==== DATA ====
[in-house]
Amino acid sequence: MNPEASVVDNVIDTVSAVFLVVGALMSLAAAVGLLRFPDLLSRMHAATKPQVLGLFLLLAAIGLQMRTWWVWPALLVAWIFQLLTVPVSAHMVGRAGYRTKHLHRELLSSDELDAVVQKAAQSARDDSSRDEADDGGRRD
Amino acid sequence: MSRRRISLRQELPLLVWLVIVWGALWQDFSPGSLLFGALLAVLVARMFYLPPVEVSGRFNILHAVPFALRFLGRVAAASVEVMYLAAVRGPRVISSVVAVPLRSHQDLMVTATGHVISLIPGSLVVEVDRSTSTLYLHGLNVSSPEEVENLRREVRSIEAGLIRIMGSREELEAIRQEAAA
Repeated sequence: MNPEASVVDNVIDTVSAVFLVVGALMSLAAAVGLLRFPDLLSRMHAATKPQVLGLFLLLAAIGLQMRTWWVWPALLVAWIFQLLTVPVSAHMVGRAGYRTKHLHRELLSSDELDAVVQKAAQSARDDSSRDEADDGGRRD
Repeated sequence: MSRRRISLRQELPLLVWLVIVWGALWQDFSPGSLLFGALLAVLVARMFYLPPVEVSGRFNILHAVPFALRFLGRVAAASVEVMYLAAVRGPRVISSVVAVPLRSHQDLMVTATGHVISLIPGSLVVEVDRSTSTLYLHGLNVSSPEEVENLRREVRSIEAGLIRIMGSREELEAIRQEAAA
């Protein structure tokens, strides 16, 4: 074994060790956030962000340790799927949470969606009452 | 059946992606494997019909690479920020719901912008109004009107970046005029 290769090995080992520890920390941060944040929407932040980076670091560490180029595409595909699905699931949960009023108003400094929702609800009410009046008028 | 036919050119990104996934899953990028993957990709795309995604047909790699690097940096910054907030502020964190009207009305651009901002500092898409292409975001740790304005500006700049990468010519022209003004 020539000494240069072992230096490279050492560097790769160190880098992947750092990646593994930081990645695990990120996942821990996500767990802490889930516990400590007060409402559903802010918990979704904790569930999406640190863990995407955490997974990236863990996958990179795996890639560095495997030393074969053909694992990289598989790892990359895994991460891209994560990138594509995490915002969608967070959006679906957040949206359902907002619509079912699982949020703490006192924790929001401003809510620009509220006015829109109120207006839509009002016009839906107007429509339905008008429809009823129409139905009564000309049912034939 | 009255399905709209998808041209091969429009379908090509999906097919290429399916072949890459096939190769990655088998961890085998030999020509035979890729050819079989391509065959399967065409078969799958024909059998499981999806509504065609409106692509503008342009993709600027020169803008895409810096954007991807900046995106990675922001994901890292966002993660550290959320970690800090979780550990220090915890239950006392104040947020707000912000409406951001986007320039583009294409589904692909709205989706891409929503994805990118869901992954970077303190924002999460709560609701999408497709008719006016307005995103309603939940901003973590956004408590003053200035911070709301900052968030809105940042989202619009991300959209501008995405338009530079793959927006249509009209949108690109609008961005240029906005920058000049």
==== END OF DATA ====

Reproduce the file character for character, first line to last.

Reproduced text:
[in-house]
Amino acid sequence: MNPEASVVDNVIDTVSAVFLVVGALMSLAAAVGLLRFPDLLSRMHAATKPQVLGLFLLLAAIGLQMRTWWVWPALLVAWIFQLLTVPVSAHMVGRAGYRTKHLHRELLSSDELDAVVQKAAQSARDDSSRDEADDGGRRD
Amino acid sequence: MSRRRISLRQELPLLVWLVIVWGALWQDFSPGSLLFGALLAVLVARMFYLPPVEVSGRFNILHAVPFALRFLGRVAAASVEVMYLAAVRGPRVISSVVAVPLRSHQDLMVTATGHVISLIPGSLVVEVDRSTSTLYLHGLNVSSPEEVENLRREVRSIEAGLIRIMGSREELEAIRQEAAA
Repeated sequence: MNPEASVVDNVIDTVSAVFLVVGALMSLAAAVGLLRFPDLLSRMHAATKPQVLGLFLLLAAIGLQMRTWWVWPALLVAWIFQLLTVPVSAHMVGRAGYRTKHLHRELLSSDELDAVVQKAAQSARDDSSRDEADDGGRRD
Repeated sequence: MSRRRISLRQELPLLVWLVIVWGALWQDFSPGSLLFGALLAVLVARMFYLPPVEVSGRFNILHAVPFALRFLGRVAAASVEVMYLAAVRGPRVISSVVAVPLRSHQDLMVTATGHVISLIPGSLVVEVDRSTSTLYLHGLNVSSPEEVENLRREVRSIEAGLIRIMGSREELEAIRQEAAA
């Protein structure tokens, strides 16, 4: 074994060790956030962000340790799927949470969606009452 | 059946992606494997019909690479920020719901912008109004009107970046005029 290769090995080992520890920390941060944040929407932040980076670091560490180029595409595909699905699931949960009023108003400094929702609800009410009046008028 | 036919050119990104996934899953990028993957990709795309995604047909790699690097940096910054907030502020964190009207009305651009901002500092898409292409975001740790304005500006700049990468010519022209003004 020539000494240069072992230096490279050492560097790769160190880098992947750092990646593994930081990645695990990120996942821990996500767990802490889930516990400590007060409402559903802010918990979704904790569930999406640190863990995407955490997974990236863990996958990179795996890639560095495997030393074969053909694992990289598989790892990359895994991460891209994560990138594509995490915002969608967070959006679906957040949206359902907002619509079912699982949020703490006192924790929001401003809510620009509220006015829109109120207006839509009002016009839906107007429509339905008008429809009823129409139905009564000309049912034939 | 009255399905709209998808041209091969429009379908090509999906097919290429399916072949890459096939190769990655088998961890085998030999020509035979890729050819079989391509065959399967065409078969799958024909059998499981999806509504065609409106692509503008342009993709600027020169803008895409810096954007991807900046995106990675922001994901890292966002993660550290959320970690800090979780550990220090915890239950006392104040947020707000912000409406951001986007320039583009294409589904692909709205989706891409929503994805990118869901992954970077303190924002999460709560609701999408497709008719006016307005995103309603939940901003973590956004408590003053200035911070709301900052968030809105940042989202619009991300959209501008995405338009530079793959927006249509009209949108690109609008961005240029906005920058000049």